Southeast Nashville is a growing and rapidly developing area in our town. There's an awful lot to offer here: excellent food that, thankfully, the culinary country at large hasn't found out about yet; homes for those of us, like myself, who recently bought their first house can afford (all those new private 'tall-and-skinny' homes that are popping up in East Nashville just look terrible and cost way too much money); improving recreational options (my dog loves the new William Pitts dog park that's just a few miles away); and a whole host of other things.

You said it yourself: "At the risk of sounding rude, I don't see where it's going to hurt anything." Your shortsightedness into investing into the community in the interest of tax dollars makes you sound smug, arrogant, and totally unconcerned with the thousands of people who live and work in this part of town. And I don't care in the least if that makes me sound rude.

I'd suggest taking a long hard look at your plan and re-evaluate where your priorities lie, Mr. Glover, and maybe take a visit to the southeast side sometime. You'll find out that we've got lots of good things going on here and would like lots more to happen in the future. You're in a unique position to help make that happen and I hope that you leverage that opportunity.

Tuesday, January 27, 2015

The Return of "The Somethingth (sort of) Annual Give Flowers to a Single Lady in Nashville" Giveaway

Of course I have a date for Valentine's Day. It's February 14th.

- Or -

It's Valentine's Day again. Crap. I forgot to get a girlfriend.

Whichever makes you happiest.

Well, so here we are at the end of January... Two and a half weeks until Valentine's Day. Ah, yes... You know the drill. When a man puts on his finest suit, combs his hair, and reserves the finest table and waiter at the most hallowed of restaurants: White Castle. Candies are purchased from the finest chocolatier in all the land (that's CVS, by the way), a beautiful young woman spritzes on perfume, and waits patiently for Johnny Hero to show up in his mid-sized sedan for a night of romance, intrigue, and possibly a semi-drunken makeout session. Or whatever it is people do. I'm not sure. I don't have a date for Valentine's Day and (Tinder miracles not withstanding) that probably isn't going to change. That's ok.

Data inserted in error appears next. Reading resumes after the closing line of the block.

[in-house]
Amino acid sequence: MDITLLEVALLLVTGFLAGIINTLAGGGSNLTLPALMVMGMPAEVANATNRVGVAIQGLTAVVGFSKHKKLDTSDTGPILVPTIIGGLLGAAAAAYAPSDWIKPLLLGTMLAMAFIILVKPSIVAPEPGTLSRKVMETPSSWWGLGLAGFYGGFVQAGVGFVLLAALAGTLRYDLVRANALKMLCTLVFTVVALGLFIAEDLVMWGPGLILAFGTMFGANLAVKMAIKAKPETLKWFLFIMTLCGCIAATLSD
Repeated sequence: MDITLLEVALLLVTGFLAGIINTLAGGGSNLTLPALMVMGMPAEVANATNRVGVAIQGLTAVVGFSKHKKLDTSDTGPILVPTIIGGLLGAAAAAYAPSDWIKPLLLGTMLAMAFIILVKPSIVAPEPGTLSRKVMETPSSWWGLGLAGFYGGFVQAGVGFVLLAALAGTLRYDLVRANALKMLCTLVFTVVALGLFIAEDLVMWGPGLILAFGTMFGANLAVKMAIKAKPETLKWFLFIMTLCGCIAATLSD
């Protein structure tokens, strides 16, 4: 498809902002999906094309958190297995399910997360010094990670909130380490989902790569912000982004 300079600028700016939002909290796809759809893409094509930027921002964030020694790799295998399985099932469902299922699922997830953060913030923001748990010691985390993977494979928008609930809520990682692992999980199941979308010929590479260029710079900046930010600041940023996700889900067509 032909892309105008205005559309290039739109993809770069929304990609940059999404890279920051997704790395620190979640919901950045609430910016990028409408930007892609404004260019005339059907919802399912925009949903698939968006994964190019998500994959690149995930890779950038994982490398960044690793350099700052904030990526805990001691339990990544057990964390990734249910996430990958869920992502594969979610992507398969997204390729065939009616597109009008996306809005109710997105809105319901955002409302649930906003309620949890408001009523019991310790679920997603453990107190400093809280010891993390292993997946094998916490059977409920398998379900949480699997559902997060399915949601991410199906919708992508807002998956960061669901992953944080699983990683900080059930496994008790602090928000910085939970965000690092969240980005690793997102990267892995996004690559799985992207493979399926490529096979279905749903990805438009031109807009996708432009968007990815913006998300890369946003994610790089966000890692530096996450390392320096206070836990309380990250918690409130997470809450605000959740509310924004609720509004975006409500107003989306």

The best job I've ever had, and let's face at this point in the game unless someone is going to pay me to be a combination Indiana Jones / beer drinker / nature photographer / hot tub tester, that's probably as good as it's ever gonna get for me. Plus, you know, I'm on Tinder and The Cupe so you can imagine how well my dating life is going. I pretty much just sleep on a pile of money with my dog comfortably nestled at my feet in front of my television... And... Uh... Why am I on dating sites again? Oh, yeah. Love.

As a result of my casual employment at A Village of Flowers, I've been asked to deliver flowers for them again this upcoming Valentine's Day. This is where things get awesome for you. IF: - You are single. - You are a lady. - You live in the Nashville area.

Why? Because you can enter the "The Somethingth (sort of) Annual Give Flowers to a Single Lady in Nashville" Giveaway. It's not a contest. It's a giveaway. You don't have to go out on a date with me. You don't have to cook me dinner. You don't even have to wait for me in my mid-size sedan. Well, actually, you kinda do. I'll be delivering the flowers that evening so I guess you'd have to be available to get them. But really, that's it. Pretty simple. One 'lucky' lady in the Nashville area will get a delivery of flowers from me delivered to them by me wearing a sport coat owned by me in a car being financed by me on the evening of February 14th.

You can send me an email at stephenpbohn at gmail dot com if you're interested in the giveaway. Or leave a comment below.

Thursday, January 15, 2015

Home Alone

On December 23rd, someone(s) broke into my house. I was at work when it happened. Work. That place I go to so I can afford my (admittedly) modest house. I walked in the backdoor like I always do and noticed some of my guitars sitting on my dining room table. No one else has a key to my house, I live alone, and I always leave my guitars hanging up in my music room. Especially on Tuesday. I was very confused but rationalized that a friend had come into my house and played my guitars. Then I noticed my TV was gone. And then I noticed the cold air blowing in through the hole in my room where my a window used to be. And suddenly nothing else mattered. I was so concerned about my dog. The stupid little fleabag shitmachine money pit was the only thing that mattered. Normally, when I walk in the door, she starts barking. She's a lab-mixed-with-some-other-stuff, so what would one expect? She was silent. I figured that whoever stole my TV and moved my guitars had just killed my dog.

I don't love many things. I don't love many people. I am becoming more and more reclusive as I get older. I am terrible at relationships and dating. I pick the wrong women to date. They sleep with me (sometimes) and then I don't hear from them again. One of them last fall said she slept with me because she felt "comfortable" with me. Suffice to say, I won't be talking to her again. But I do love my dog.

She just sat there quietly in her cage. I immediately let her out.

I called someone to board up my broken window. Of course you know where this is going.

I left town the next morning for Christmas. Everything was fine. The family got along well, which is unusual for my family. Everyone kept asking me how I was doing and I told them (and genuinely meant) that I was fine.